Her deceptive appearance, is one of the things which crops up in a passage in which Miss Marple contemplates:
What qualifications had she got? ‘What qualities have I got that could be useful to anyone for anything? said Miss Marple. She considered herself with proper humility.
Here is the list she comes up with:
- Asks questions,
- Fits an older female demographic which is ‘expected to ask questions’ and which makes ‘the habit of snooping’ ‘seem perfectly natural’.
- Part of a demographic termed by Miss Marple as ‘an old pussy’, which stereotypically lacks distinctiveness, due to there being ‘so many old pussies, and they’re all so much alike.’
- Is ordinary and
- Gives the appearance of being scatty.
As Miss Marple sums up this is all ‘very good camouflage.’ How well do you score on Miss Marple criteria list?
To begin with Agatha Christie intrigues us as to what Jason Rafiel wants Miss Marple to do, as his first letter to her presents no tangible leads to follow up, yet I think Miss Marple’s initial actions are quite sensible, given her lack of information. The case is given some direction by Rafiel putting Miss Marple on the coach trip and ensuring she is invited to stay at the Glynne/Bradbury-Scott household. Moreover, it is nice initially to see Miss Marple feeling and guessing her way into the case:
‘And since she had been sent on this coach tour, one at least of those fifteen passengers must be of importance in some way. either as a source of information or someone concerned with the law or a law case, or it might even be a murderer. A murderer who might have already killed or one who might be preparing to kill. Anything was possible, Miss Marple thought, with Mr Rafiel!’
At this stage the case could go in a number of directions, and we can laugh with Miss Marple, as she laughs at herself when she comes up with fantastical scenarios of which coach passenger she is meant to make contact with:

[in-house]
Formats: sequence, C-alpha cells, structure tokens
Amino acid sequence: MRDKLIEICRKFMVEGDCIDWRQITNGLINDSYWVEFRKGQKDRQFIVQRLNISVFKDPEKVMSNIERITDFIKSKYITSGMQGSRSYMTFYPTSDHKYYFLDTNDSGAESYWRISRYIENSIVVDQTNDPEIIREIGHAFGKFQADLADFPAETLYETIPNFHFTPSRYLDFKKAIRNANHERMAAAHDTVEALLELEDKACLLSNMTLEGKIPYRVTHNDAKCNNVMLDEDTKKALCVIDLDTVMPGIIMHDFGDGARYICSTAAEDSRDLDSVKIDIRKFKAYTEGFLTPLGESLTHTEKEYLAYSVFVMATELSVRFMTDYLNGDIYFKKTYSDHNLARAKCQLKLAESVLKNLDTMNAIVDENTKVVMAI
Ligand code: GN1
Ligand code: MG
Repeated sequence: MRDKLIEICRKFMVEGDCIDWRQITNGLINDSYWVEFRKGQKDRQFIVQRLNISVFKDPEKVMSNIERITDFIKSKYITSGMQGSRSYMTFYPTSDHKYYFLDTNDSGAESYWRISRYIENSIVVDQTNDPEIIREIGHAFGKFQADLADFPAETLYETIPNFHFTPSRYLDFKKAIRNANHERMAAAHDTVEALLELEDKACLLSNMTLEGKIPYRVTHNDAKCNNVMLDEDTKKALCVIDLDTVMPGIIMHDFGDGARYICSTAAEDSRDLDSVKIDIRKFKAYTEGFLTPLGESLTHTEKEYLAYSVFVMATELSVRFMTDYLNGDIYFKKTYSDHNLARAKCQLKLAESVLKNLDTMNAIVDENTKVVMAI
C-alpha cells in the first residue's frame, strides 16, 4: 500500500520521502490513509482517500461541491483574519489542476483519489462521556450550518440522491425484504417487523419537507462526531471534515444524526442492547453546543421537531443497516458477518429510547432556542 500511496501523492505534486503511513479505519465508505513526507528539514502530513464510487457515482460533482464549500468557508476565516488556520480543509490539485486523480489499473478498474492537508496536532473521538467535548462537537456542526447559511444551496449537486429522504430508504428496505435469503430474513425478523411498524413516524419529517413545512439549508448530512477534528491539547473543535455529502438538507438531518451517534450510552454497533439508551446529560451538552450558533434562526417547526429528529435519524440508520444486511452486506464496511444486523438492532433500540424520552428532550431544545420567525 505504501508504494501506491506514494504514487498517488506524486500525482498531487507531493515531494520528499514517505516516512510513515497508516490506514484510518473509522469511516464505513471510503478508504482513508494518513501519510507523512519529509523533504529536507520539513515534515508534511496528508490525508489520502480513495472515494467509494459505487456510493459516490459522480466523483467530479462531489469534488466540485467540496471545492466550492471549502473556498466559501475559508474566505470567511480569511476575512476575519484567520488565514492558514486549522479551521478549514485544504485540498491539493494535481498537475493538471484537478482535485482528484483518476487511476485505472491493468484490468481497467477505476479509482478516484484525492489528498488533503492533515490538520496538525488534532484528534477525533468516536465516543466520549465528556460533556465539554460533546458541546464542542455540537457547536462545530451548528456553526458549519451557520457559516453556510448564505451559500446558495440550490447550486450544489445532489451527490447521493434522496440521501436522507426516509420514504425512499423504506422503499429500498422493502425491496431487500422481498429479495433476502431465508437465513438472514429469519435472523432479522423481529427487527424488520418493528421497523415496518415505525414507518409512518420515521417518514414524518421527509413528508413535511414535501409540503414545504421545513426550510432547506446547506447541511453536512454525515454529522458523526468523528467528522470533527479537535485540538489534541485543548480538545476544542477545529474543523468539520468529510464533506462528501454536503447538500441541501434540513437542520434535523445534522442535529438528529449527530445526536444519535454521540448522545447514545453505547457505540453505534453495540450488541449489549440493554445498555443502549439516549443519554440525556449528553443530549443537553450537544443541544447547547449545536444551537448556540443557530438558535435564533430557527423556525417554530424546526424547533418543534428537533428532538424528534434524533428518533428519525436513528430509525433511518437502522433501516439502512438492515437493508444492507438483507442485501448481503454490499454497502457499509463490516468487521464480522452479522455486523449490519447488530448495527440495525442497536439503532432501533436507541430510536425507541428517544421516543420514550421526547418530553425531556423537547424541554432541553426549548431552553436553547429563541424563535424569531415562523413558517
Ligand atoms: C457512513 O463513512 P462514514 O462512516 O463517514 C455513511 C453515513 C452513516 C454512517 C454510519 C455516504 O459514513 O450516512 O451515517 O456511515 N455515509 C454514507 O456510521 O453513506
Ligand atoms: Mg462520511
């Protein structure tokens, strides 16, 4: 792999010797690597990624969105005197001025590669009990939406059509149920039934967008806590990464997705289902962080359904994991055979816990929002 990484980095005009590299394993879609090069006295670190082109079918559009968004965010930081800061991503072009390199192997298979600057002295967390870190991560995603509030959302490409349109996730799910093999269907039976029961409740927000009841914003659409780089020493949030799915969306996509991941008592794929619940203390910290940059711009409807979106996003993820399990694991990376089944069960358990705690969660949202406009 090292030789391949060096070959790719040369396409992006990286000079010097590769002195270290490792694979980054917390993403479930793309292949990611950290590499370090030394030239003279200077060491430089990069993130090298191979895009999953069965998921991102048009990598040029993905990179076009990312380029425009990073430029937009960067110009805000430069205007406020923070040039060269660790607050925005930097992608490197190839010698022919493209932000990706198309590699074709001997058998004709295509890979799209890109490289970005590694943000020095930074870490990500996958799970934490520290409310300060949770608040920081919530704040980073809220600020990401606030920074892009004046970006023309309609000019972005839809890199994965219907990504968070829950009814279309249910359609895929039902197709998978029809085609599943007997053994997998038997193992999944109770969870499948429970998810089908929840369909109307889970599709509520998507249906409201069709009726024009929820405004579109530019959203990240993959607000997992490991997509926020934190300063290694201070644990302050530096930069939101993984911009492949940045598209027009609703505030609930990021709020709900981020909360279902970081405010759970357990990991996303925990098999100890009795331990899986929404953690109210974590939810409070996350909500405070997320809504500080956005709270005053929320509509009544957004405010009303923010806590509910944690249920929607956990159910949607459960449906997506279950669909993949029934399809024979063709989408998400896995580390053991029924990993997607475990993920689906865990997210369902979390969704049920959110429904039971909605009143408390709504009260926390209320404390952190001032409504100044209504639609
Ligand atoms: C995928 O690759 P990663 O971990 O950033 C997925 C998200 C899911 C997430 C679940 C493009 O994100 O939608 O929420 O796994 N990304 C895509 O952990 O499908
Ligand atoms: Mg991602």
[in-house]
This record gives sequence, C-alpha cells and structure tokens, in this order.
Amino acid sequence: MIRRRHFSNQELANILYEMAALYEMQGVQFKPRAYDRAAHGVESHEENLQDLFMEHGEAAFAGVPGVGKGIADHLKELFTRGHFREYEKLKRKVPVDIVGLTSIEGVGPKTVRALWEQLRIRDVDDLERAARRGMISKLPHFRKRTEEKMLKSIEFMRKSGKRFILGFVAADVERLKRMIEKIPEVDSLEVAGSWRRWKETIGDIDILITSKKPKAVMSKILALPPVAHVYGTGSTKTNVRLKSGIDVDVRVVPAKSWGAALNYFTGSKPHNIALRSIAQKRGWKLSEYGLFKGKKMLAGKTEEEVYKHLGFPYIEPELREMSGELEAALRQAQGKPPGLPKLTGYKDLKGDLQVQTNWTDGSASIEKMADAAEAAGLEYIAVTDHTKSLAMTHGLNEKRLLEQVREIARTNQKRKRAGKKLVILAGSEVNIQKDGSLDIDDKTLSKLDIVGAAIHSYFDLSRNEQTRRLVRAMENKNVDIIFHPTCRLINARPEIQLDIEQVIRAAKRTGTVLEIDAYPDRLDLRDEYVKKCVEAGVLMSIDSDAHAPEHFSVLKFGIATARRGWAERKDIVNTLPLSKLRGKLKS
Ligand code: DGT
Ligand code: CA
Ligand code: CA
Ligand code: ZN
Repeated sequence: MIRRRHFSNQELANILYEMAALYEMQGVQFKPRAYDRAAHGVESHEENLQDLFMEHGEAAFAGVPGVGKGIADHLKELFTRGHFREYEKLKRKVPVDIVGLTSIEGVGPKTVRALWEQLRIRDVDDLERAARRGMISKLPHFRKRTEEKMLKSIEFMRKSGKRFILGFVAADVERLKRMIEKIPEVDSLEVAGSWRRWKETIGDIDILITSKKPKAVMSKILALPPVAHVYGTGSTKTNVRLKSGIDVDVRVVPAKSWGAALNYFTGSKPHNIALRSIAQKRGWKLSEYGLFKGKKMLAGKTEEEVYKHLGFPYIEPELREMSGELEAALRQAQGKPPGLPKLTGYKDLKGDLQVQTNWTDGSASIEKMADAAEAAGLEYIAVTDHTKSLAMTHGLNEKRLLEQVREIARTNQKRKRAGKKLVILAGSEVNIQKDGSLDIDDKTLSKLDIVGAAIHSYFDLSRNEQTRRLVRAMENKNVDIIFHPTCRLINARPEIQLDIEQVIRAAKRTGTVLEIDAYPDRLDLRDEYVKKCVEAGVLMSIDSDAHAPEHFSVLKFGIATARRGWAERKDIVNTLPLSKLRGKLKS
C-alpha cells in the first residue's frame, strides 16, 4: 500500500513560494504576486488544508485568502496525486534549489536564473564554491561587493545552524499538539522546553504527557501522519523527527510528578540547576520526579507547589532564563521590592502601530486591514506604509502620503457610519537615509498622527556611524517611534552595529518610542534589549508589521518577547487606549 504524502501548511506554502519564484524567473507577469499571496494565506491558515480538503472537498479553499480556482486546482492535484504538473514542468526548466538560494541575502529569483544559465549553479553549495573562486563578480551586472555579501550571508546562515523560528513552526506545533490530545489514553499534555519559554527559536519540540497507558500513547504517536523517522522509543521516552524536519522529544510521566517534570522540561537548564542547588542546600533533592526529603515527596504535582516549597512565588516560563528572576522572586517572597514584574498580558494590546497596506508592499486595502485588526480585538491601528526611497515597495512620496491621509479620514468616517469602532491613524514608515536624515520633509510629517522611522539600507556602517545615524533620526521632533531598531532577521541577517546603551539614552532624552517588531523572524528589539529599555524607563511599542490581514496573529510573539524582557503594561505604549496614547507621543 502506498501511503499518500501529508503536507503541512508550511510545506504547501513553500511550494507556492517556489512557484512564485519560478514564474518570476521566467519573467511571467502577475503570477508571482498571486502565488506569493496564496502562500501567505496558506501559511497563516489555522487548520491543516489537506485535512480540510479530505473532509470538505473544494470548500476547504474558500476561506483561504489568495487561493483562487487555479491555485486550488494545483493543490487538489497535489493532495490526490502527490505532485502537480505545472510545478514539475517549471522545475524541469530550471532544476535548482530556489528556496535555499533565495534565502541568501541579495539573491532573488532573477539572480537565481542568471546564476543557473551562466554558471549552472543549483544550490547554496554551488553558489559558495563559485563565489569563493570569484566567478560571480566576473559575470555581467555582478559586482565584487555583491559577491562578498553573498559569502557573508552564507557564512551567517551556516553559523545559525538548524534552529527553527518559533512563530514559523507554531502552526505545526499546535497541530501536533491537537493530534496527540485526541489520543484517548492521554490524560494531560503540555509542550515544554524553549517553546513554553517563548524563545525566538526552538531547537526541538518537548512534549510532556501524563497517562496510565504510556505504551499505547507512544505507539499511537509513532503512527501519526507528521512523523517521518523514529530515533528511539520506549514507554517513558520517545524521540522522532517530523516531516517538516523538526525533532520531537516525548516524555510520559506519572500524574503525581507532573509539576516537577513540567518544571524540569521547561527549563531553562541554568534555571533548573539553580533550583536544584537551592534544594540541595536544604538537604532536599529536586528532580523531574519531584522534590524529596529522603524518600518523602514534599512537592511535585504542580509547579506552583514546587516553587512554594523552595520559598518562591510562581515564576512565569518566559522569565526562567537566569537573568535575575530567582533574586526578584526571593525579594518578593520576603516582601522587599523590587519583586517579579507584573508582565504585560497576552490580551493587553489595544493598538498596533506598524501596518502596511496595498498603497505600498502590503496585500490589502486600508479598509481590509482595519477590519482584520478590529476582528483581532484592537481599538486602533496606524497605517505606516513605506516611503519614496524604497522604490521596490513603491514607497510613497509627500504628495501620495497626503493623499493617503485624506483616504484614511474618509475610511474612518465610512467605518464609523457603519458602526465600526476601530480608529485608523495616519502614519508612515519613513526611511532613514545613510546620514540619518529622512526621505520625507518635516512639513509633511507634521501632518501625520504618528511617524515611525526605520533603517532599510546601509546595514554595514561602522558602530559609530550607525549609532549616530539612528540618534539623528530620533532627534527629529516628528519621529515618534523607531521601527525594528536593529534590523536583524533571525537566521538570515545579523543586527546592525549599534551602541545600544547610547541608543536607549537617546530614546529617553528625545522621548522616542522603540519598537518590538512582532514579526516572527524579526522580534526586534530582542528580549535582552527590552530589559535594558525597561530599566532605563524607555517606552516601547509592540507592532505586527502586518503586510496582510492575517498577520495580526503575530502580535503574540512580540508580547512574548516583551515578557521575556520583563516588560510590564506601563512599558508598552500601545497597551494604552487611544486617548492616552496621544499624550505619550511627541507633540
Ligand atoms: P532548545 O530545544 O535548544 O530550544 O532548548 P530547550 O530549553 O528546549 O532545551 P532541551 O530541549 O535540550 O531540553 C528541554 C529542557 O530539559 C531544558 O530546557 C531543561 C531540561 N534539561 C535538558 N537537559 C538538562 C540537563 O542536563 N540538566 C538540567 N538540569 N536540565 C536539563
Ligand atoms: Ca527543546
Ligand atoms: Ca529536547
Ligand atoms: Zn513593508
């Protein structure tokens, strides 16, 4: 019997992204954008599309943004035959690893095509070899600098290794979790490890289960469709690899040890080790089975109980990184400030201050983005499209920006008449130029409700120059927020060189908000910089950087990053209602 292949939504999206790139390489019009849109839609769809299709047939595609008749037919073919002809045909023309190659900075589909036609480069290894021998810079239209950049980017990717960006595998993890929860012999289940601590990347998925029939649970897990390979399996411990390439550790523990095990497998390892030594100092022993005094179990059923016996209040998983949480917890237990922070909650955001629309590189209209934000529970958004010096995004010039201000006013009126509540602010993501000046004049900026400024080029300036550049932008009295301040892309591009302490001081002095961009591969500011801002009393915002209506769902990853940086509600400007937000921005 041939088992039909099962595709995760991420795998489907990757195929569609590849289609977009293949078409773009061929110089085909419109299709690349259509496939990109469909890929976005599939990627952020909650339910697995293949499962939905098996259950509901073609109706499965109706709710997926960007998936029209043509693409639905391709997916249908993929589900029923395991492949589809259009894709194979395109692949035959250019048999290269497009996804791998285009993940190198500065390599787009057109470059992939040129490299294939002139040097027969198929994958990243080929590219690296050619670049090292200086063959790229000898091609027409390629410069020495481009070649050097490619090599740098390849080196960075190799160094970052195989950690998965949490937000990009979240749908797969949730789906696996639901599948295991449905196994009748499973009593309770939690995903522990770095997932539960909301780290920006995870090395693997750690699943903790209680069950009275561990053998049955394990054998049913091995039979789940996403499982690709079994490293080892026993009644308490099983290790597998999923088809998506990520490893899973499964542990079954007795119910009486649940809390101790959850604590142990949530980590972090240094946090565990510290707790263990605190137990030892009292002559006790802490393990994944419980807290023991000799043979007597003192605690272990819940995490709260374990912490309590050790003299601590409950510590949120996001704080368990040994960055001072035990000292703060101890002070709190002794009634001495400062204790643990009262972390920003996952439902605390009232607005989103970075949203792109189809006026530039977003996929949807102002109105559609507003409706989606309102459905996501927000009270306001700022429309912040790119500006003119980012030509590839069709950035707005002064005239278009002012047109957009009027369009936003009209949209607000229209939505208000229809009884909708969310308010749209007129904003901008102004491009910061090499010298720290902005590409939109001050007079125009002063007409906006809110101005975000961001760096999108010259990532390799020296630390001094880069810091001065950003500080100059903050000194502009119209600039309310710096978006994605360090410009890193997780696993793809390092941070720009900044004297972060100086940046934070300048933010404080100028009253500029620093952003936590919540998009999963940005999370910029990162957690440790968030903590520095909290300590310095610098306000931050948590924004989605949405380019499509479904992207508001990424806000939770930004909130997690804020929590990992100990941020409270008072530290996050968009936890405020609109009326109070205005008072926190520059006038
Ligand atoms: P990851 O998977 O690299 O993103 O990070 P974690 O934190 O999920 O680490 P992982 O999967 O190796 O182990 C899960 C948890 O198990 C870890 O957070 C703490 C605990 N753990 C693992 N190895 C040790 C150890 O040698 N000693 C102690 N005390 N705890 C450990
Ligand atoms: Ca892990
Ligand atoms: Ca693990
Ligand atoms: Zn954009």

Richard Jameson? That was the thin architect. Miss Marple didn’t see how architecture could come into it, though it might, she supposed. A priest’s hole perhaps? One of the houses they were going to visit might have a priest’s hole which would contain a skeleton. And Mr Jameson, being an architect would know just where the priest’s hole was. He might aid her to discover it, or she might aid him to discover it and then they would find a body. ‘Oh really,’ said Miss Marple. ‘What nonsense I am talking and thinking.’
However, as I said above this is great initially, but one of the biggest weaknesses of the book is that Miss Marple is left with too little to go on, for far too long and for not any meaningful purpose. I came away with the feeling that Rafiel made the case harder than it had to be for Miss Marple, especially given the stakes involved – the potential releasing of his son from prison. Personally, I think Rafiel could have risked being more direct and straight forward with her, as I don’t feel Miss Marple would have been too biased by knowing about Michael Rafiel and the death of Verity Hunt. In fact, she can only make any head way once she learns about their existence. Unsurprisingly, it takes her much longer to get going and to get looking in the right direction because of this delay.
Moreover, I felt like the cold case of Verity Hunt’s murder is more obvious to the reader than it is to Miss Marple, who once the case has been mentioned, takes a while to decide that this is the case Jason Rafiel wants her to investigate and I would say it takes the death of Elizabeth Templeton to really convince Miss Marple to pursue that angle. It surprised me how many different people have to mention Verity and/or Michael before Miss Marple goes “Yes this is the case to look at”. Part of me wondered what the story would have been like if Professor Wanstead, Miss Marple and Elizabeth Temple had been brought together directly at the start and had been allowed to share their information, before planning a line of enquiry. The Tuppence and Tommy Beresford method, you might say. Yet it seems like Christie wanted the book to follow different lines, an almost fuzzier version of Why Didn’t They Ask Evans? (1934).